@Ann, first thing you need to do is locate your local SnugTop dealer, will make what you want to do a lot easier. They should have replacement parts, like the j-hooks and even a key to the lock, or just a new lock. You can mount a rack to the roof-those shells are fairly thick. I recommend using the Yakima or Thule false rain gutter attachments, then you can use any rain gutter style mounted rack. There are battery dome lights available, sealing everything up gets expensive, for the labor, but a dealer can explain that. Hope this helps!

    • profile image

      Ann 

      18 months ago

      Dear Tom,

      Your wealth of knowledge is astounding.

      I'm gotten certified in HVAC and may need to use

      Toyota light truck with Snug top shell as my "vehicle" 1993

      My question is how can I for CHEAP

      Lock Snugtop with tools/ equipment (lost key to lock that came with it)

      Put ladder on top of Snug top

      Get replacement J hooks used?

      Keep leaks under control without "smelly" insulation

      All gaskets really need to be replaced!

      (I'm chemically sensitive)

      I make need to overnite in it for work and want to rig up little fan for ventilation?? Battery?

      I know the economy is tough

      and then there's being a woman.

      J hooks first 91101

    • Tom Zizzo profile imageAUTHOR

      Tom Zizzo 

      18 months ago from Santa Clara, CA

      @Ken -that's a new one, and by insulation I'm guessing you're talking about the carpet lining. Not sure what to tell you. Spray it with a lot of fabreeze or something, I have no idea. In all the years I sold truck stuff, never had that complaint. Wish I could be more helpful.

    • profile image

      Ken 

      18 months ago

      Hi,

      Hopefully you receive this message as you seem to be pretty knowledgeable about shells. I just got a brand new Leer shell about a few months ago. It came insulated. One thing I noticed as soon as I got home was the very strong and nauseating odor of the insulation. I figured it would be gone by now but no such luck. Every time I open that shell, I'm blasted with an odor I can't stand. Do you have any suggestions as to how I can get rid of this "new insulation" odor?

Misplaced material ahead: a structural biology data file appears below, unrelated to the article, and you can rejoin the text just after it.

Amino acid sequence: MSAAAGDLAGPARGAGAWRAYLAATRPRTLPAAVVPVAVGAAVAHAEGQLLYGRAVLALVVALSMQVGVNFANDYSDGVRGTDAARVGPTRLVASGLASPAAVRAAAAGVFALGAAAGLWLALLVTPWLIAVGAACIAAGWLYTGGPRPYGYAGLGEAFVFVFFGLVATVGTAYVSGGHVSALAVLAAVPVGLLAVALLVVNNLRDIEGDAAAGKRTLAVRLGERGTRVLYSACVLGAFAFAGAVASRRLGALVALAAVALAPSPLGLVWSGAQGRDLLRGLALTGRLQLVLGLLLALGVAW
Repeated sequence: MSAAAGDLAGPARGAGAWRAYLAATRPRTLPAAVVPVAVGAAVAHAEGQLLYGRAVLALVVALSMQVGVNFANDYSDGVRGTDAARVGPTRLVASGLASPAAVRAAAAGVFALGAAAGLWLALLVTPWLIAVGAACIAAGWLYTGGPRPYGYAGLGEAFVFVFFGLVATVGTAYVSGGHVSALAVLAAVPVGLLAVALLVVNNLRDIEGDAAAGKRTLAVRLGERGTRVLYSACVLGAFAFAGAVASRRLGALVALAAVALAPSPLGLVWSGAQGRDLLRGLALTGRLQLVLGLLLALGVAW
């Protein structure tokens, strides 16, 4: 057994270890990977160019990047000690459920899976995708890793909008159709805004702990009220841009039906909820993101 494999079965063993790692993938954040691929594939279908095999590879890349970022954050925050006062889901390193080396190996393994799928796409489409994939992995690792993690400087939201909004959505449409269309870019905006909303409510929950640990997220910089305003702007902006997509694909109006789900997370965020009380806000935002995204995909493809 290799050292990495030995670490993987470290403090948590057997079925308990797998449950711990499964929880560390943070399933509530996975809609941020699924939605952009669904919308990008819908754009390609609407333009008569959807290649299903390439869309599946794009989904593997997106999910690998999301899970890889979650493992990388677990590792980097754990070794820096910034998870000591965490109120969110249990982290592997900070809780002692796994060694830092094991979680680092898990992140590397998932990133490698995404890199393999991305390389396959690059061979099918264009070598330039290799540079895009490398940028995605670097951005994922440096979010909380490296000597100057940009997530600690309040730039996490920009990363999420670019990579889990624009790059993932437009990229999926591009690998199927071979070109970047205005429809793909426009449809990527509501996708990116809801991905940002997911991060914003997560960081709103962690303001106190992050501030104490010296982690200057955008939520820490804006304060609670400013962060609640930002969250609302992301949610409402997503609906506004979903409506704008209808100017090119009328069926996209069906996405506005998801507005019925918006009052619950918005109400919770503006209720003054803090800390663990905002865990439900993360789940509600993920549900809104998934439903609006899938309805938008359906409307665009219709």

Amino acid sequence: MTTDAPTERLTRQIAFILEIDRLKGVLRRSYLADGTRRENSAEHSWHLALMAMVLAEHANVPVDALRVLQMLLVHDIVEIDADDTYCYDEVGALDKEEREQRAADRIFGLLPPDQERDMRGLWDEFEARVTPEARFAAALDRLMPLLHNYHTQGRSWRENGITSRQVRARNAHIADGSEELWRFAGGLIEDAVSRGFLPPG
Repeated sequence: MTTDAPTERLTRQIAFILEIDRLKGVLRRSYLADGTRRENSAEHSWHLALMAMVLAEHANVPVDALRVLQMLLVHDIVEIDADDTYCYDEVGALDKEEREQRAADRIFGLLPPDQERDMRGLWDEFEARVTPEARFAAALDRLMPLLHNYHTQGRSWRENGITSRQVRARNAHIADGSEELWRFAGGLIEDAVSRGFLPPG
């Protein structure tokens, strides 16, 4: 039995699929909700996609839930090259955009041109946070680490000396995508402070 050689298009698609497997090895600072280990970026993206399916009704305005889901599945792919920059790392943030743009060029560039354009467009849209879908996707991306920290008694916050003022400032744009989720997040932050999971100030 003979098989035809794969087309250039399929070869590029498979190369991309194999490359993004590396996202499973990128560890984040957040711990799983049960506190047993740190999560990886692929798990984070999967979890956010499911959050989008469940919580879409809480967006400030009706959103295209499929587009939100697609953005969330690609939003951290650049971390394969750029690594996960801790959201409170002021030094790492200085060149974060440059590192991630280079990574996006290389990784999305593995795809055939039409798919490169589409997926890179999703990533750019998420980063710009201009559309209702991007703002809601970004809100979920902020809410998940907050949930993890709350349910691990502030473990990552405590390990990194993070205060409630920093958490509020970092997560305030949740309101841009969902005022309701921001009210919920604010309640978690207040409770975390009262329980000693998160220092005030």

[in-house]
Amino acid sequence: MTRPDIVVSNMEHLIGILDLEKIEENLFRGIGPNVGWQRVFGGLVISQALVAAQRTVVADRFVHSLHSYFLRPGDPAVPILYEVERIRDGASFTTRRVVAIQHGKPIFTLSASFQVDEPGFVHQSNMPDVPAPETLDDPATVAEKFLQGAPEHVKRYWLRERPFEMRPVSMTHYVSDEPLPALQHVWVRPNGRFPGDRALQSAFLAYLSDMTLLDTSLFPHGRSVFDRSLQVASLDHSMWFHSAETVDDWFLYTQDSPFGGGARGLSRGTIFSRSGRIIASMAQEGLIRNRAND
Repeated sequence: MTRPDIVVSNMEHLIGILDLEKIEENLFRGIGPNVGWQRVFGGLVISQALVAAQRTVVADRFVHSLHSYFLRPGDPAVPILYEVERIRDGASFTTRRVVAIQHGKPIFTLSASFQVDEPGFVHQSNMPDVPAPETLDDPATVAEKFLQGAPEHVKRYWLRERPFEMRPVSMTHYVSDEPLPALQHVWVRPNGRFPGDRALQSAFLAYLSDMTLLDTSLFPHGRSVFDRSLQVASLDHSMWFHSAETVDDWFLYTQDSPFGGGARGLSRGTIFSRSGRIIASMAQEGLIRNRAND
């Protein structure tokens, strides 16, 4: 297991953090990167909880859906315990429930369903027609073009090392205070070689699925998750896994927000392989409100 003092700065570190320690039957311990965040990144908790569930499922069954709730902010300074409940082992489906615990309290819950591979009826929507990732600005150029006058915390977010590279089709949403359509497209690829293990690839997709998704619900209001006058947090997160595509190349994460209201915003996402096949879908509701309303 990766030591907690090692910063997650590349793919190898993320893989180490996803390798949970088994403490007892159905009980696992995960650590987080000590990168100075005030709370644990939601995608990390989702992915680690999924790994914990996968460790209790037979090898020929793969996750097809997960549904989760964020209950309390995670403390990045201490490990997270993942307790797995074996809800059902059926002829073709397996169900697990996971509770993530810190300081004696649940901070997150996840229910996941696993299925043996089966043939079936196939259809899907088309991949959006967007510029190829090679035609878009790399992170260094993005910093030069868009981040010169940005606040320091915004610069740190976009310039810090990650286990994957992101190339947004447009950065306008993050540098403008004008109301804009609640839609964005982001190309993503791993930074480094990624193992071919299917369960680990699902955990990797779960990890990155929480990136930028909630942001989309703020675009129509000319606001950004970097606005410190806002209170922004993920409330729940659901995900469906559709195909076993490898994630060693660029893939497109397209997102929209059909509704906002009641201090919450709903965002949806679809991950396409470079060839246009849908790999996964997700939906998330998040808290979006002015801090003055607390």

• Tom Zizzo profile imageAUTHOR

      Tom Zizzo 

      20 months ago from Santa Clara, CA

      @Joe -wish I had some advice for you. A shell manufacturer will not just make a new one, and if they do, it's really rare and depends on what the dealer is able to work out with them, this goes for SnugTop OR Leer. One problem is, every time the shell goes back and then comes back to you, you're going to go over it with a fine tooth comb, I've seen this many times. Shells will never have a 100% paint match, there's multiple reasons for it, and no manufacturer will tell you it will. Does that mean they aren't using the same Dupont code associated with your vehicle? No, they are, what that means is you could park another truck, just like yours, painted the same color, next to your truck, and they probably won't match. No shell is totally leak free, but windows, in general, shouldn't leak. You can keep trying to plead your case, but I'm sorry to tell you that they will still want to 'fix' what you have. Sorry I don't have better advice.

    • profile image

      Joe 

      21 months ago